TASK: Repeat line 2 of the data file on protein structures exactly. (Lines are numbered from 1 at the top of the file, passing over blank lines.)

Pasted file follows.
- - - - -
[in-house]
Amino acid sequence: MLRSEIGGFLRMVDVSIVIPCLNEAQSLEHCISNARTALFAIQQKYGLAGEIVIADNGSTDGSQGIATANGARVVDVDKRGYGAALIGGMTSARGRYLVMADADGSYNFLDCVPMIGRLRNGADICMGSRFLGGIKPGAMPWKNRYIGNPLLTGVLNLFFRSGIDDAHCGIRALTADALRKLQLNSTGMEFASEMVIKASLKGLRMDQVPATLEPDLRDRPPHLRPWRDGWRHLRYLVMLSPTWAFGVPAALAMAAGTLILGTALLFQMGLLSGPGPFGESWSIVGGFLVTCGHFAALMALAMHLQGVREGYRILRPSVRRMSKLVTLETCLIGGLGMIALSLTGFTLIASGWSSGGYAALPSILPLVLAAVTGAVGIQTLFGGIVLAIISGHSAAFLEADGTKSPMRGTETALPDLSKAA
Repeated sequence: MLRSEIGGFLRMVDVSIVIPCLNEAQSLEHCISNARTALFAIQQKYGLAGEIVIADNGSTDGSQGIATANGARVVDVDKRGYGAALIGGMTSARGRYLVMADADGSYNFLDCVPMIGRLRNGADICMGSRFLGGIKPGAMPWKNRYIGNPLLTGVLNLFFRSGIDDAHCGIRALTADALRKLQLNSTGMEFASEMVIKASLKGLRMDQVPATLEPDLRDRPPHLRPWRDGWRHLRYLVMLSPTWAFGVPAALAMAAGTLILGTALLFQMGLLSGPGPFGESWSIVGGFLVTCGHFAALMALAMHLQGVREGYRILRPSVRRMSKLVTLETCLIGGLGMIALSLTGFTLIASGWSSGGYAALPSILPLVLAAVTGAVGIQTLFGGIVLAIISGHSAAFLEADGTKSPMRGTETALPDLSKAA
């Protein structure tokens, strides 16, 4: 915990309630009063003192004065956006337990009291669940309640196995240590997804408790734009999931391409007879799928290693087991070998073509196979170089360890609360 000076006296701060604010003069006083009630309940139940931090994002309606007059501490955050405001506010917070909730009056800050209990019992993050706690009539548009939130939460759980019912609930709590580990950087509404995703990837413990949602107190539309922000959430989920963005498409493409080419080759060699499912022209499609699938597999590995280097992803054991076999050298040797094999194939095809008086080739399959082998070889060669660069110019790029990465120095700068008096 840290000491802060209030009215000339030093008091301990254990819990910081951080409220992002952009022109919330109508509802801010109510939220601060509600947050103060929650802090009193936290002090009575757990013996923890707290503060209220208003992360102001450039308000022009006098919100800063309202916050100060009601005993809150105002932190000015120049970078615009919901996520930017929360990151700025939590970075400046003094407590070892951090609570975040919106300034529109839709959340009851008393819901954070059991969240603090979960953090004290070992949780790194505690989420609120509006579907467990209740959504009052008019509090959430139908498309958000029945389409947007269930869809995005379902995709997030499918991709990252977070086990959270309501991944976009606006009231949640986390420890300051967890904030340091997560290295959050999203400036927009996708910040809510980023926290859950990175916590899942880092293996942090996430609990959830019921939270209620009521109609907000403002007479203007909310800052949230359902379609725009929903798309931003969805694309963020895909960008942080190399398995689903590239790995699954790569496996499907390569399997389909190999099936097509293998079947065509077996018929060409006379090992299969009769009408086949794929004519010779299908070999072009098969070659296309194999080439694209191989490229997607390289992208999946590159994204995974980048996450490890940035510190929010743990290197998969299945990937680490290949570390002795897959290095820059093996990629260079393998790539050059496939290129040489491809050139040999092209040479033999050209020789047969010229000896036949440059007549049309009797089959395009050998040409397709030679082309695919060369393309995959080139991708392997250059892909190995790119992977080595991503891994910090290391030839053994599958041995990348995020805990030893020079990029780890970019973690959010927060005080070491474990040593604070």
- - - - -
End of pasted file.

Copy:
Amino acid sequence: MLRSEIGGFLRMVDVSIVIPCLNEAQSLEHCISNARTALFAIQQKYGLAGEIVIADNGSTDGSQGIATANGARVVDVDKRGYGAALIGGMTSARGRYLVMADADGSYNFLDCVPMIGRLRNGADICMGSRFLGGIKPGAMPWKNRYIGNPLLTGVLNLFFRSGIDDAHCGIRALTADALRKLQLNSTGMEFASEMVIKASLKGLRMDQVPATLEPDLRDRPPHLRPWRDGWRHLRYLVMLSPTWAFGVPAALAMAAGTLILGTALLFQMGLLSGPGPFGESWSIVGGFLVTCGHFAALMALAMHLQGVREGYRILRPSVRRMSKLVTLETCLIGGLGMIALSLTGFTLIASGWSSGGYAALPSILPLVLAAVTGAVGIQTLFGGIVLAIISGHSAAFLEADGTKSPMRGTETALPDLSKAA